Blog World LA: The State of the Blogosphere & the New Media Wisdom Void (#BWELA)

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I will be phasing this blog out soon. Please visit my new blog at
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Blog World Los Angeles 2011

Last week, at the Los Angeles Convention Center, Blog World Expo appeared in its fifth incarnation.  I spent a couple of days watching, listening, and engaging with a dense concentration of experienced and enthusiastic new media evangelists.

The keynotes were well done. Peter Shankman is hilarious and gifted. Amber Naslund shared passionately and enthusiastically her observation and exaltations to the digerati to change the future of business.

However, the keynote address that arguably provided the most valuable insights and takeawys was provided by Shani Higgins, CEO of Technorati as she shared findings from Technorati’s “State of the Blogosphere” report.

Keynotes: Shani Higgings – State of the Blogosphere

I’ve pulled out some of the most interesting slides:

Technorati 2011 State of the Blogosphere - Why Blog?

 

Passion, networking, and sharing are primary drivers behind what bloggers are doing, as evidenced in the slide above. One of the most interesting findings is that consumers prefer blogs for nearly every reason over news websites and mainstream media (see below). Overall, the passion and genuine pursuit of the interests of bloggers creates more trust and is the first place consumers go to learn about what interests them.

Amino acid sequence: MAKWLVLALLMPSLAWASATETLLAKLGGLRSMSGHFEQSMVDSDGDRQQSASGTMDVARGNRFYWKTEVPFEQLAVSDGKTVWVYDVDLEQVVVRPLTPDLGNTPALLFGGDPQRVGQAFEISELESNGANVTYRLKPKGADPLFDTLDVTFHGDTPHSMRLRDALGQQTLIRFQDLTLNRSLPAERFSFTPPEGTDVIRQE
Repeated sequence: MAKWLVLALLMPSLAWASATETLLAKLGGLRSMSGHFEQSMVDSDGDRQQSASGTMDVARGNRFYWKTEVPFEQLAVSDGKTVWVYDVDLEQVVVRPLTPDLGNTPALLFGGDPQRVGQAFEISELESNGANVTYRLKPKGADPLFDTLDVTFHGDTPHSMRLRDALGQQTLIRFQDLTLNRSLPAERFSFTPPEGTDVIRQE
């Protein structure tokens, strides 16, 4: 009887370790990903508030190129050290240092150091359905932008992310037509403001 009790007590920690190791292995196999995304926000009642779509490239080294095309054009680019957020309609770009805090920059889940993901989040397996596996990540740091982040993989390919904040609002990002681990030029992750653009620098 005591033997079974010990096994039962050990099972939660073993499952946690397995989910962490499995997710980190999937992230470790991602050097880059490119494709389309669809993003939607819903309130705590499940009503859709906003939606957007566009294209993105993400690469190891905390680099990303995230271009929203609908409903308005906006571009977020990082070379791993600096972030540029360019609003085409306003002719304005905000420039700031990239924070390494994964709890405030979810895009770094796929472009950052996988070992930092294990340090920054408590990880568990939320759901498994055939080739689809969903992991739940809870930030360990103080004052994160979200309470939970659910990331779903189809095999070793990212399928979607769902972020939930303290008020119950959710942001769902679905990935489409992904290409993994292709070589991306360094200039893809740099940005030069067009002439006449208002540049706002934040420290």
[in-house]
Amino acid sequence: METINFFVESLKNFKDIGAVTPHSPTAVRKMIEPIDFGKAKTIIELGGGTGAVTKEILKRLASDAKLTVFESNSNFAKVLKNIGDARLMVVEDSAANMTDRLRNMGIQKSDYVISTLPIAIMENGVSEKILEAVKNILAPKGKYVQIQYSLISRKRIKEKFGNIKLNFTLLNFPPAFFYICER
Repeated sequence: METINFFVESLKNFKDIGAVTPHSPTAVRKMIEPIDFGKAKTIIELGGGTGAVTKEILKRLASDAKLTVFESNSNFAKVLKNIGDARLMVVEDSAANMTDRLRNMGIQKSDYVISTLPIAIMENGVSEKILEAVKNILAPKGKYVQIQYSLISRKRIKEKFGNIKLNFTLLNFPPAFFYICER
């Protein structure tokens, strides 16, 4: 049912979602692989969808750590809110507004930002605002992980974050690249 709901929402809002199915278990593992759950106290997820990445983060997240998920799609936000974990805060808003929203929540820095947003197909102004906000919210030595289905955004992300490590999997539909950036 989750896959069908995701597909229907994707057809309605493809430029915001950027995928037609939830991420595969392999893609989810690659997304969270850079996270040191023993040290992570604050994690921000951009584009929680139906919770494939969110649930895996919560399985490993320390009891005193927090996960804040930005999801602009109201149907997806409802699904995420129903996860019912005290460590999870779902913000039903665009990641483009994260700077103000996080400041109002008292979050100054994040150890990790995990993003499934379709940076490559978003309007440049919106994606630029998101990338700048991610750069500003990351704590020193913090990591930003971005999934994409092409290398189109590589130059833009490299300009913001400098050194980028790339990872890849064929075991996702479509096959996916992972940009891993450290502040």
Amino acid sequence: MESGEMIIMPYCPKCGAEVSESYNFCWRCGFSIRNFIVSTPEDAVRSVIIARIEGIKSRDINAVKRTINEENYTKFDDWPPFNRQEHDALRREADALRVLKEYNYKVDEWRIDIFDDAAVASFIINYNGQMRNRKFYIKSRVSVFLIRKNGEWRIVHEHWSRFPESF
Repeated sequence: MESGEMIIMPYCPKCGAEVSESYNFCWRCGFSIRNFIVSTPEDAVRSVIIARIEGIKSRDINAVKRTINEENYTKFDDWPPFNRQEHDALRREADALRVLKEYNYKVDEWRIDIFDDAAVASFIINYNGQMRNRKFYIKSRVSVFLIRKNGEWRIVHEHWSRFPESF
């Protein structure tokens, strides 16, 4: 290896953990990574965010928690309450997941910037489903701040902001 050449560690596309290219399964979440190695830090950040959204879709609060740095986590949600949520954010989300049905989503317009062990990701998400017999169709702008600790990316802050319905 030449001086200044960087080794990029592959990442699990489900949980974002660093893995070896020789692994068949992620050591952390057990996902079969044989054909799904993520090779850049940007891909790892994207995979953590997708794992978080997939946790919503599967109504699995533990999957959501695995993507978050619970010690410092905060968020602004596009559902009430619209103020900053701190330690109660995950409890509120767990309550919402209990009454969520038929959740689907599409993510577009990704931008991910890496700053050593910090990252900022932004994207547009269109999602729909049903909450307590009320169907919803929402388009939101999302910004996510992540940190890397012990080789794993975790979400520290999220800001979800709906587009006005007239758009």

Technorati 2011 State of the Blogosphere - Why Visit?

 

However, instead of becoming more genuine and passionate themselves, brands seem to still be operating in a 1.0 world seeing bloggers as individuals to be leveraged for the distribution of the brand message (see below). It will be very interesting to see if the social web genuinely evolves as the platform of the empowered customer, or if the major brands once again seek to control the channel for branded information distribution – an interesting mega theme for the next decade.

 

Technorati State of the Blogosphere 2011 - Brands View For an answer to the megatheme question asked above, you might find a clue by finding what some brands recognize “that there really is no such thing as message control”. One respondent envisions a world where “social media will act as a campaign leader, rather than a supporter”, and greater fragmentation will continue to emerge as a challenge for brands and advertisers.

 

Technorati 2011 State of the Blogosphere Blogger Revenue

The fact that only 4% of bloggers use blogging as their primary income and the average salary amongst full time bloggers is $24,000 may give pause to anyone looking to make the full time jump. However, for those who are interested in improving their blogging efforts and results, Darren Rowse offered some sage advice from one of the leaders in the blogging business.

If you’re interested in the full deck, you can find it here

Blogging from the Heart and Blogging Smart